Big pay-offs in innovation take time and have confounding finances

A nice way of explaining Amazon’s success in charts, e.g., as compare to Wal-Mart:


Just thinking aloud without any analysis, it seems liken Amazon is an example of how difficult, long, and confounding  doing continual innovation as your business is. Many companies claim to be innovation-driven, but most can just eek out those “incremental innovations” and basic Porterian strategy: they improve costs, enter adjacent marketers, and grow their share of existing TAMs, all the while fending off competitors.

Amazon, on the other hand, has had decades of trying new business models mostly in existing businesses (retail), but also plenty of new business models (most notably public cloud, smart phones and tablets, streaming video and music, and whatever voice + machine learning is).

All that said, to avoid the Halo Effect, it’s important to admit that many companies tried and died here…not to mention many of the retailers who Amazon is troubcibg – Wal-Mart has had several goes at “digital” and is in the midst of another transformation-by-acquisitions. Amazon, no doubt, has had many lucky-breaks.

This isn’t to dismisss any lessons learned from Amazon. There’s one main conclusion, thought: any large organization that hopes to live a long time needs to first continually figure out if they’re in a innovation/disrupting market and, if they are, buckle up and get ready for a few decades of running in an innovation mode instead of a steady-state/profit reaping mode.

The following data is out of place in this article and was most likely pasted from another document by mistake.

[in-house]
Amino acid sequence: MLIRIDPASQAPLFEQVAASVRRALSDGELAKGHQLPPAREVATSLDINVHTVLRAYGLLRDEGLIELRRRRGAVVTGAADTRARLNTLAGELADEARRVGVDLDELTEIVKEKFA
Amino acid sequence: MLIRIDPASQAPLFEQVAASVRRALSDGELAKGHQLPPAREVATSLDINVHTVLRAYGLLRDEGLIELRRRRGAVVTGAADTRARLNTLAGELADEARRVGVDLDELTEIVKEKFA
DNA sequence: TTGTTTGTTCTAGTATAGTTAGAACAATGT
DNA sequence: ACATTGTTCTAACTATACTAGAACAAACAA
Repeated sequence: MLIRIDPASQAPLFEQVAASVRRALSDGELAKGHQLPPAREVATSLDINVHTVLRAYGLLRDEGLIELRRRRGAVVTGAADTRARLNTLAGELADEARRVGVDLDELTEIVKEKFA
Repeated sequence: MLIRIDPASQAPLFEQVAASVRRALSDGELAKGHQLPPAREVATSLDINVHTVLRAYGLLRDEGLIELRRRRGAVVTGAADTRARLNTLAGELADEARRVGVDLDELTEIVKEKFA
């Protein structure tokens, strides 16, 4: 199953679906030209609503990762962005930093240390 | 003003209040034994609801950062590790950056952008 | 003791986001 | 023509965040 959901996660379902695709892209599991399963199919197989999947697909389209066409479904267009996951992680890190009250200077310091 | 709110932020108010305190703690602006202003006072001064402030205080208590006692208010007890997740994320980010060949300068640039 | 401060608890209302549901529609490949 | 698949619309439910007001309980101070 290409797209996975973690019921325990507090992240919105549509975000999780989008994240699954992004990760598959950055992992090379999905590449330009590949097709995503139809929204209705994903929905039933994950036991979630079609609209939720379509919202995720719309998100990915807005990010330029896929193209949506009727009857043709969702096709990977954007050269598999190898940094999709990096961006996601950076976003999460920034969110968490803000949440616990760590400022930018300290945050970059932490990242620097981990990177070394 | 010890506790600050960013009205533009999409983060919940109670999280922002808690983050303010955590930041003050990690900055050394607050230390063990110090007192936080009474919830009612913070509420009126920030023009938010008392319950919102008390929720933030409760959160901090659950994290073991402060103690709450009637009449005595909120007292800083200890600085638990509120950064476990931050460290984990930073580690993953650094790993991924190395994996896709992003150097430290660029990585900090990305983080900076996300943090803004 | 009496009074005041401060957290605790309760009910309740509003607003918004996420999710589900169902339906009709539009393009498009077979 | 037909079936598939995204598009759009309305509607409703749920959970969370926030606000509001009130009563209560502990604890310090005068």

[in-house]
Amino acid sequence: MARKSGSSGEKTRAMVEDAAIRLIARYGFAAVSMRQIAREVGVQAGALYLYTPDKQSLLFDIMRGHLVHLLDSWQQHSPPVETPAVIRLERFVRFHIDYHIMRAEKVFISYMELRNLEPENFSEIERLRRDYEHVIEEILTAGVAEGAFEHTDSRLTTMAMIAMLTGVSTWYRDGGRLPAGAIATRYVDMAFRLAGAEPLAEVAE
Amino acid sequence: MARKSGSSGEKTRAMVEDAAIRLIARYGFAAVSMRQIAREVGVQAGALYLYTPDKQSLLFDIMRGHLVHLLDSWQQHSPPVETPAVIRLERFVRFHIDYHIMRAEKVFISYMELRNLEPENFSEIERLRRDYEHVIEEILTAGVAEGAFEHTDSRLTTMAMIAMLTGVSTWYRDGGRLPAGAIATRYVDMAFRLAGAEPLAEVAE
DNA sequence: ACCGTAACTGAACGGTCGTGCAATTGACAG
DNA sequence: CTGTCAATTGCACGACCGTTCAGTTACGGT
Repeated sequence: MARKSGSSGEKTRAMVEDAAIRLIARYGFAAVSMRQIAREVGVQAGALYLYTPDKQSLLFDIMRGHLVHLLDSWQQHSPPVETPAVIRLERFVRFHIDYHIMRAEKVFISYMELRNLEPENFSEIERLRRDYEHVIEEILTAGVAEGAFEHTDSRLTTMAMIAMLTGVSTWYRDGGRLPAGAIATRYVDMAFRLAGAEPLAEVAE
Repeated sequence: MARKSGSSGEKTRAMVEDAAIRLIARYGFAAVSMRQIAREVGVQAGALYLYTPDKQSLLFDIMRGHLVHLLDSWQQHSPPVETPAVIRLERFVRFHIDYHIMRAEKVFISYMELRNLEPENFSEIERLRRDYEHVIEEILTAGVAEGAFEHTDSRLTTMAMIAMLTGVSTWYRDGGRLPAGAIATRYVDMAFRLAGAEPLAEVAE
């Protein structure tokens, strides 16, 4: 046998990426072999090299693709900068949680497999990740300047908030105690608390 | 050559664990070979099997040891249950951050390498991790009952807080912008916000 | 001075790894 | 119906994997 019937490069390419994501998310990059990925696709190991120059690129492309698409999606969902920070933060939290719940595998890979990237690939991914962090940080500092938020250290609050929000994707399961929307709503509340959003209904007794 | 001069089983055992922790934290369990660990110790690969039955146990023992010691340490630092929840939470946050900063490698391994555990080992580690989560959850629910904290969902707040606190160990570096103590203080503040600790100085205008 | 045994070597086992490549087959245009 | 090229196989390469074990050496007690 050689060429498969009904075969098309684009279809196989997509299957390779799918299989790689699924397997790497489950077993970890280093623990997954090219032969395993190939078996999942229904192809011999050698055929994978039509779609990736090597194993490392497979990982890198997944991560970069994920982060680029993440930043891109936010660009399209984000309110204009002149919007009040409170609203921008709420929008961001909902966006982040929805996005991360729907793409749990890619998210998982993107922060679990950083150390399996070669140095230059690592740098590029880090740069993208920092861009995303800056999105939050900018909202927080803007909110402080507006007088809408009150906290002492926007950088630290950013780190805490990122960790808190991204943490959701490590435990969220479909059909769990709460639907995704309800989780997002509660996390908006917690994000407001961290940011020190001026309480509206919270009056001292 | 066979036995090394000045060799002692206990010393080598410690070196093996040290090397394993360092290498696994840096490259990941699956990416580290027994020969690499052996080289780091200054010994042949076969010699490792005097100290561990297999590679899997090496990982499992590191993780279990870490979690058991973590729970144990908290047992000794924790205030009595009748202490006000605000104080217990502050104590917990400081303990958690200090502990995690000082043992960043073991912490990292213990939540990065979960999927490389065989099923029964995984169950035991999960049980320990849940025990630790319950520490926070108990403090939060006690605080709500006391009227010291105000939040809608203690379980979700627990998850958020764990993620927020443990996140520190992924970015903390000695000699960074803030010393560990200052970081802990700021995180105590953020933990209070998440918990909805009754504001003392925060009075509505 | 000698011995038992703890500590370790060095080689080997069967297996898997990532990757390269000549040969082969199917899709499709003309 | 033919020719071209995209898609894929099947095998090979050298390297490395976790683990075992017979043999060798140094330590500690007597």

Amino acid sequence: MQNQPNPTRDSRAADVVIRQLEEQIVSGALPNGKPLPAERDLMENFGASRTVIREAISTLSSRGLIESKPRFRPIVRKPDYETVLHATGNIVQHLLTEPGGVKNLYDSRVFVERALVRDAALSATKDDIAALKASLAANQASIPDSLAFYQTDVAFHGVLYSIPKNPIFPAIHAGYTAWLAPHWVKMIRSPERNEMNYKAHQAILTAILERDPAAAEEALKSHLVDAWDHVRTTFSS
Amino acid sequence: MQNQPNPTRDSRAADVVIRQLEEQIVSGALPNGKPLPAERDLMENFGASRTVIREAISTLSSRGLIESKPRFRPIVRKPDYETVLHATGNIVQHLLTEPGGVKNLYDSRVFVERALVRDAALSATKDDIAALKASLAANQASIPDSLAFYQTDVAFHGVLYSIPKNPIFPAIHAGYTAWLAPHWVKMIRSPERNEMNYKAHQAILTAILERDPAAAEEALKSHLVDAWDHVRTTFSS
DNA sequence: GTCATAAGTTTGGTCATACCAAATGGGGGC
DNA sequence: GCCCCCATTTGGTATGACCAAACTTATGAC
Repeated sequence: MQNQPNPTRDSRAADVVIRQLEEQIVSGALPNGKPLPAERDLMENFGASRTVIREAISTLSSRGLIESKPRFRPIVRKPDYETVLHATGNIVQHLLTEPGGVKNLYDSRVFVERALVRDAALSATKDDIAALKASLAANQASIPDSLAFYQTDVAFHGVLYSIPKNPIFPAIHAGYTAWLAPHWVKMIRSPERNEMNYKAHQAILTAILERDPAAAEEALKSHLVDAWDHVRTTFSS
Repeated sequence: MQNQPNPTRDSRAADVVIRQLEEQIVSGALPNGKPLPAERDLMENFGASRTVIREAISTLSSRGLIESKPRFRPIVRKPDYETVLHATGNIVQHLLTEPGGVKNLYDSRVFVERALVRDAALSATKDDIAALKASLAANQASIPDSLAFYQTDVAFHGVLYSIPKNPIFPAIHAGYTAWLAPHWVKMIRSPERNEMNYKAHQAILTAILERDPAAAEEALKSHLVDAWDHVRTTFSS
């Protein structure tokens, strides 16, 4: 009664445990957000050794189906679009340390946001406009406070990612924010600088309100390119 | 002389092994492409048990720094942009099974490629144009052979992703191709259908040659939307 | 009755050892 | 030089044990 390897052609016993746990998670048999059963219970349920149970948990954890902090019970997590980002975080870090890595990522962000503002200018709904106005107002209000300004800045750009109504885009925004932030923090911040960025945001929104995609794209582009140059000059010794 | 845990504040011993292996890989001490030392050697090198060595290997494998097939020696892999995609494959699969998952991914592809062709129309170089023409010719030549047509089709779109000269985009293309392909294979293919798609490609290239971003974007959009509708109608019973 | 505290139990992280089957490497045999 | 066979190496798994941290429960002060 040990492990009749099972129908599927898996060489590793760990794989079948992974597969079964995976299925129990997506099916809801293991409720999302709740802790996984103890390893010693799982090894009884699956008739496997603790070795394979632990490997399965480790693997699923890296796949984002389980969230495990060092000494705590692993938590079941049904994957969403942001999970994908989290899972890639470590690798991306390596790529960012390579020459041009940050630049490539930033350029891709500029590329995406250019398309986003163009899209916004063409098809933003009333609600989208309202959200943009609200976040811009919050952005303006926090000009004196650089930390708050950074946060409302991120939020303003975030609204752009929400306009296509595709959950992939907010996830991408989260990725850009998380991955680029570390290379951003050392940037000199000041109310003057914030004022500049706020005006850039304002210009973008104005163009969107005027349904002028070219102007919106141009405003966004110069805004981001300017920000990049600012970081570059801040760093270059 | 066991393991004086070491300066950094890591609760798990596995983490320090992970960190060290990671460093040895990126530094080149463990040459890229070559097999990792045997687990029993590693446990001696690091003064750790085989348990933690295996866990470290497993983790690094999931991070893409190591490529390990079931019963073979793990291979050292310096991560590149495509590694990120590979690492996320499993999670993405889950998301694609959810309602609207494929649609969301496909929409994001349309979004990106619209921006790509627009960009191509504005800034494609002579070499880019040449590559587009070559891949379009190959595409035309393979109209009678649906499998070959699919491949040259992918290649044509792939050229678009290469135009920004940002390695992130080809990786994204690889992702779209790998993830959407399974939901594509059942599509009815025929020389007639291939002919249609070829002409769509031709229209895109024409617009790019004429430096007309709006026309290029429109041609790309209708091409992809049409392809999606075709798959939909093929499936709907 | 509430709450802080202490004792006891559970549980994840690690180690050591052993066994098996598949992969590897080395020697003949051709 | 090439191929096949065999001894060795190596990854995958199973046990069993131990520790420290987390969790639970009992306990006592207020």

Another lesson is that the finances of innovation make little sense and will always be weird: you have to just hustle away those nattering whatnots who want to apply steady-state financial analysis to your efforts. 

You can throw out the cashflow-model chaff, but really, you just have to get the financial analysis to put down their pivot tables and have faith that you’ll figure it out. You’re going to be loosing lots of money and likely fail. You’ll be doing those anti-Buffet moves that confound normals.
In this second mode you’re guided by an innovation mindset: you have to be parnoid, you have to learn everyday what your customers and competitors are doing, and do new things that bring in new cash. You have to try.

With no competition, government websites often have no incentive to be good

In contrast to agile, private-sector companies, the public sector does not face any pressure from competition. When it comes time to renew your license, there is only one place for you to do that: and, unfortunately for Americans, that’s the DMV. With no competitive forces, government agencies do not have to innovate or take bold risks when it comes to digital.

And, as ever, being smart about using updated tools and new methods yield huge productivity results:

While running technology for Obama’s WhiteHouse.gov, open-source solutions enabled our team to deliver projects on budget and up to 75% faster than alternative proprietary-software options. More than anything, open-source technology allows governments to utilize a large ecosystem of developers, which enhances innovation and collaboration while driving down the cost to taxpayers.